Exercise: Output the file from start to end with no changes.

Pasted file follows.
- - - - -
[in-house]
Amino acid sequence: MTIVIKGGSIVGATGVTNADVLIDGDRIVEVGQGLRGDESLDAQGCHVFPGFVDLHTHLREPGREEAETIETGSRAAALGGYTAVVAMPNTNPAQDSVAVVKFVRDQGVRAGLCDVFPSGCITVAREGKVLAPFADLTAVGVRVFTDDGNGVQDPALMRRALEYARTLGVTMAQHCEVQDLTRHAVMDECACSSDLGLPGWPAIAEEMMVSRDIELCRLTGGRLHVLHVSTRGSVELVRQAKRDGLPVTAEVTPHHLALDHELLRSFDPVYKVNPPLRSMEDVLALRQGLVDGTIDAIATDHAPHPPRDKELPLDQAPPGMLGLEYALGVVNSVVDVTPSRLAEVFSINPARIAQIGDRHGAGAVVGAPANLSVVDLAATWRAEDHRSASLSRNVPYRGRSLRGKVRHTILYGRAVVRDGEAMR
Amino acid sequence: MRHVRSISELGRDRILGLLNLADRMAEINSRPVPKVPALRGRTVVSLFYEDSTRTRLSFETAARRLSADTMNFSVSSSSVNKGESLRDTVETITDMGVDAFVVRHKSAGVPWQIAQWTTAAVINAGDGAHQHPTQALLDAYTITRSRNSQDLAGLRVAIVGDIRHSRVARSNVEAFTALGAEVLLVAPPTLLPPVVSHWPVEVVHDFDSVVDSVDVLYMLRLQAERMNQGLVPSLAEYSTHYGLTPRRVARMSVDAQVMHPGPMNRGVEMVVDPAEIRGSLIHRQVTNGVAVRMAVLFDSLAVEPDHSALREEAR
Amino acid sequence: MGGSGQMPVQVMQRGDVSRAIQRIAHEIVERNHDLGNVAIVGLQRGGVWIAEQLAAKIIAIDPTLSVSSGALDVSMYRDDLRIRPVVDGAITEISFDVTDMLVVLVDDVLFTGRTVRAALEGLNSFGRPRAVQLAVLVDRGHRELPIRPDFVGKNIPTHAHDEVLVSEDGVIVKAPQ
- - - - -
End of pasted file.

[in-house]
Amino acid sequence: MTIVIKGGSIVGATGVTNADVLIDGDRIVEVGQGLRGDESLDAQGCHVFPGFVDLHTHLREPGREEAETIETGSRAAALGGYTAVVAMPNTNPAQDSVAVVKFVRDQGVRAGLCDVFPSGCITVAREGKVLAPFADLTAVGVRVFTDDGNGVQDPALMRRALEYARTLGVTMAQHCEVQDLTRHAVMDECACSSDLGLPGWPAIAEEMMVSRDIELCRLTGGRLHVLHVSTRGSVELVRQAKRDGLPVTAEVTPHHLALDHELLRSFDPVYKVNPPLRSMEDVLALRQGLVDGTIDAIATDHAPHPPRDKELPLDQAPPGMLGLEYALGVVNSVVDVTPSRLAEVFSINPARIAQIGDRHGAGAVVGAPANLSVVDLAATWRAEDHRSASLSRNVPYRGRSLRGKVRHTILYGRAVVRDGEAMR
Amino acid sequence: MRHVRSISELGRDRILGLLNLADRMAEINSRPVPKVPALRGRTVVSLFYEDSTRTRLSFETAARRLSADTMNFSVSSSSVNKGESLRDTVETITDMGVDAFVVRHKSAGVPWQIAQWTTAAVINAGDGAHQHPTQALLDAYTITRSRNSQDLAGLRVAIVGDIRHSRVARSNVEAFTALGAEVLLVAPPTLLPPVVSHWPVEVVHDFDSVVDSVDVLYMLRLQAERMNQGLVPSLAEYSTHYGLTPRRVARMSVDAQVMHPGPMNRGVEMVVDPAEIRGSLIHRQVTNGVAVRMAVLFDSLAVEPDHSALREEAR
Amino acid sequence: MGGSGQMPVQVMQRGDVSRAIQRIAHEIVERNHDLGNVAIVGLQRGGVWIAEQLAAKIIAIDPTLSVSSGALDVSMYRDDLRIRPVVDGAITEISFDVTDMLVVLVDDVLFTGRTVRAALEGLNSFGRPRAVQLAVLVDRGHRELPIRPDFVGKNIPTHAHDEVLVSEDGVIVKAPQ